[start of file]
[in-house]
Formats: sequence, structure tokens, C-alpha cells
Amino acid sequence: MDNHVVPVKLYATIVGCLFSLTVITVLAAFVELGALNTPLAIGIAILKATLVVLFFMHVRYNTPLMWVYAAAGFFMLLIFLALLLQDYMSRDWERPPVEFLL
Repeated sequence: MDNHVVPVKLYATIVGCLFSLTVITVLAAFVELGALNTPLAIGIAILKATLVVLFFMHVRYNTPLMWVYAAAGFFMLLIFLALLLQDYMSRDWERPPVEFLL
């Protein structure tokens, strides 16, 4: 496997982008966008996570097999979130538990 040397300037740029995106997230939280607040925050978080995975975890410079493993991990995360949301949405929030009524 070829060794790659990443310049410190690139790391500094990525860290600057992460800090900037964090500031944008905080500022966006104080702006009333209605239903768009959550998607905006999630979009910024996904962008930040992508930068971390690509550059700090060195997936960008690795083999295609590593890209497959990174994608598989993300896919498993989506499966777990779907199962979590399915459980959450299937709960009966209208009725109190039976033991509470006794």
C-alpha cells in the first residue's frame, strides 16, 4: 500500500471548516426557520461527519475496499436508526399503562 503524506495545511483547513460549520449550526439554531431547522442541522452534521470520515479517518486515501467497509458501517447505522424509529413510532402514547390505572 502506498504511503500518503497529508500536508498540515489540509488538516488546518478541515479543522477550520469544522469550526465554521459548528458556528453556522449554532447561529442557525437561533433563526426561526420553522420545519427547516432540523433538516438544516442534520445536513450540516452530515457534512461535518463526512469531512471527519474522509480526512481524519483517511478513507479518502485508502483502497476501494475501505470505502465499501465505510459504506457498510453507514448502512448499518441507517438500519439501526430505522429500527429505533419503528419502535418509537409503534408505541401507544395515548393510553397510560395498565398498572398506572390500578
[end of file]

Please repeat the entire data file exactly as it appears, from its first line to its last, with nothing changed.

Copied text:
[in-house]
Formats: sequence, structure tokens, C-alpha cells
Amino acid sequence: MDNHVVPVKLYATIVGCLFSLTVITVLAAFVELGALNTPLAIGIAILKATLVVLFFMHVRYNTPLMWVYAAAGFFMLLIFLALLLQDYMSRDWERPPVEFLL
Repeated sequence: MDNHVVPVKLYATIVGCLFSLTVITVLAAFVELGALNTPLAIGIAILKATLVVLFFMHVRYNTPLMWVYAAAGFFMLLIFLALLLQDYMSRDWERPPVEFLL
């Protein structure tokens, strides 16, 4: 496997982008966008996570097999979130538990 040397300037740029995106997230939280607040925050978080995975975890410079493993991990995360949301949405929030009524 070829060794790659990443310049410190690139790391500094990525860290600057992460800090900037964090500031944008905080500022966006104080702006009333209605239903768009959550998607905006999630979009910024996904962008930040992508930068971390690509550059700090060195997936960008690795083999295609590593890209497959990174994608598989993300896919498993989506499966777990779907199962979590399915459980959450299937709960009966209208009725109190039976033991509470006794």
C-alpha cells in the first residue's frame, strides 16, 4: 500500500471548516426557520461527519475496499436508526399503562 503524506495545511483547513460549520449550526439554531431547522442541522452534521470520515479517518486515501467497509458501517447505522424509529413510532402514547390505572 502506498504511503500518503497529508500536508498540515489540509488538516488546518478541515479543522477550520469544522469550526465554521459548528458556528453556522449554532447561529442557525437561533433563526426561526420553522420545519427547516432540523433538516438544516442534520445536513450540516452530515457534512461535518463526512469531512471527519474522509480526512481524519483517511478513507479518502485508502483502497476501494475501505470505502465499501465505510459504506457498510453507514448502512448499518441507517438500519439501526430505522429500527429505533419503528419502535418509537409503534408505541401507544395515548393510553397510560395498565398498572398506572390500578